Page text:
Compassion Fueled Jesus’ Ministry- It Should Also Fuel Ours. Mark 1:40-45

Posted: November 13, 2012 in Mark, Sermon Manuscripts

(In somewhat different form, this sermon can be listened to here.)

In February of 2003 my Army Reserve Unit was given notice that we had been activated for deployment overseas and needed to report to active duty by the end of the week. I think I got the news on a Tuesday, leaving me just a handful of days to cancel college classes, cancel my cell phone, get my affairs in order, pack up, say goodbye- all that fun stuff. You can imagine the whirlwind those three or four days were. I didn’t really have time to think about the fact that I was going to Iraq, that I was leaving home for the next year, that I might not make it home. I was too busy getting ready to leave.

After reporting to duty at my reserve unit I noticed throughout the day that my chest was becoming increasingly agitated- what had begun as an itch progressed into misery, and so I finally took a look to see why in the world I was itching so much. Come to find out I had broken out into the crazy huge hives- angry red welts on my chest. The stress of the past few days had caught up to me, and I was a mess.

I had time to go sit in my car and call my mom. And I don’t even know how the conversation went- I just remember finally breaking down and just sobbing. The fear, anxiety, the stress- I let it all out. And when the call was over, when I went back to the chaos of the reserve center, my hives were gone. Just being able to let go of everything that had been pent up fixed me. It was a welcome relief.

We like getting healed, don’t we? I know that none of us are fans of surgery, or medication that makes us feel even worse than we did before taking the meds. We don’t care for shots, but we love getting well. Being unhealthy creates misery, and Jesus understands that. We’ve spent the last several weeks watching as Jesus heals people left and right. If you’re new to us, we’re walking through the Gospel according to Mark. Mark breaks Jesus’ ministry up into four primary sections; his preparation period, his ministry in Galilee which we’re in now, followed by his time in Jerusalem, and the Passion Week. But everywhere we turn people are asking Jesus to heal them, or to heal someone close to Him.

But this week we’re going to meet a man who’s at the end of his rope. We’re going to meet a guy who is in need of supernatural healing. We’re going to meet someone who asks for Jesus’ help, knowing full well he might not get it. We meet a guy who can’t just call mom and get better. He can’t go to the temple and be prayed over. There are no hospitals that can fix him. It’s Jesus or it’s nothing, and there’s a part of him that doubts that Jesus will give him the healing he needs.

You ever been there? I think there’s some of you there now, where you have got such a burden, this life-altering thing that you’re dealing with, and you’re sunk if Jesus doesn’t get involved. Or perhaps you know full well that only God can heal whatever mess you’re dealing with, but you’re too scared to approach Him and ask.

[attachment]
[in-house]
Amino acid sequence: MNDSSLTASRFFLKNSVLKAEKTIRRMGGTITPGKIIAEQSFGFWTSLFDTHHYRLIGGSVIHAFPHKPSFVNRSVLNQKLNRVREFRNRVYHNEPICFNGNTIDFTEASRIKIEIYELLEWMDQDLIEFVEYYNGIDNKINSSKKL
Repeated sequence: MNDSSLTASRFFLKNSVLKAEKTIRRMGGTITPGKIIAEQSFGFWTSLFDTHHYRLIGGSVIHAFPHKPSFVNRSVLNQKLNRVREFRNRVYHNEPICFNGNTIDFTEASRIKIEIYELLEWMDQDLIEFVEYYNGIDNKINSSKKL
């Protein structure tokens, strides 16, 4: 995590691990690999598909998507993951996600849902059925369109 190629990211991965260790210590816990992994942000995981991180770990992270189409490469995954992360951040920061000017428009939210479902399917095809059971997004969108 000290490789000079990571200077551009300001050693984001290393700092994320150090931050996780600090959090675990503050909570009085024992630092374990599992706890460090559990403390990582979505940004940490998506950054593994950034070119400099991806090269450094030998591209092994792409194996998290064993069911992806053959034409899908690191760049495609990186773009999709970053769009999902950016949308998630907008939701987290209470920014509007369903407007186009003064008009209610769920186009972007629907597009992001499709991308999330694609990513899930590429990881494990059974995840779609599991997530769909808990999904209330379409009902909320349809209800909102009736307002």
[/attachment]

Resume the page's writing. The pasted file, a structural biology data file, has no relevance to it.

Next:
As we pick it up in Mark chapter one, verse forty, Mark tells us that “a leper came to Him,” “him” being Jesus. Now we gotta stop and unpack that so that we grasp everything that Mark is telling us. So to do that we have to have an understanding of this leprosy. While it’s true that the Bible uses the word we translate as “leprosy” to cover a variety of skin ailments, it’s also true that the Bible uses the same word to denote our modern day concept of leprosy, what we call “Hansen’s Disease.” I think it’s pretty obvious from the contextual clues that this is what we’re looking at here. That, and Dr. Luke tells us that he was “full of leprosy.”

Put simply, leprosy is a bacterial disease that attacks a person’s nervous system.  Mildly contagious, it is spread by repeated contact, or through coughs and sneezes. And what it will do is first begin to show itself as skin discoloration, because it attacks the skin and peripheral nervous system first. Then it works its way down into the hands, feet, face- even one’s earlobes. Tumors will begin to form on the skin, ears will thicken, and the optic nerve will often deteriorate- it was nasty, life-long disease that had no known cure.

It wouldn’t kill you, but it would maim you. As your toes and fingers lose sensation, it becomes easier to injure them without even knowing it. In third world countries where there is little healthcare available, infection would quickly set in and limbs would rot off or be amputated.

So there you are. Your body is an oozing, reeking mess. Your vision is failing or gone. The older you get, the more crippled you become…and here’s the worst part- you’ll suffer alone. Over a thousand years earlier as God was developing the nation of Israel, one of the things He did to protect His people was instill laws of cleanliness. And a good thing, too- when you have several million nomadic people camping together in the wilderness, it would be incredibly easy for disease to spread among the people. Because of that, people suffering from any form of leprous skin disease were removed from the community- exiled to live alone or with other lepers.

It meant saying goodbye to your children, your husband or wife. You couldn’t hug them goodbye. You’d never risk passing on your disease. Besides that, if they touched you they would be unclean until sundown. You certainly couldn’t kiss their sweet face one last time. It meant you’ve lost your job, leaving your spouse and family to fend for themselves. It meant you couldn’t go to the temple, or the synagogue. You’ve lost your ability to worship God with His people. You’re simply known as a filthy, cursed leper.

No family, no money, no friends, no community, no place of worship. Nothing but you begging for food and watching your body deteriorate before your failing eyes. By now I think we have a sense of the desperation this leper must have felt as made his way to Jesus, as he fell down on his knees, begging, saying to Him “If you will, you can make me clean.”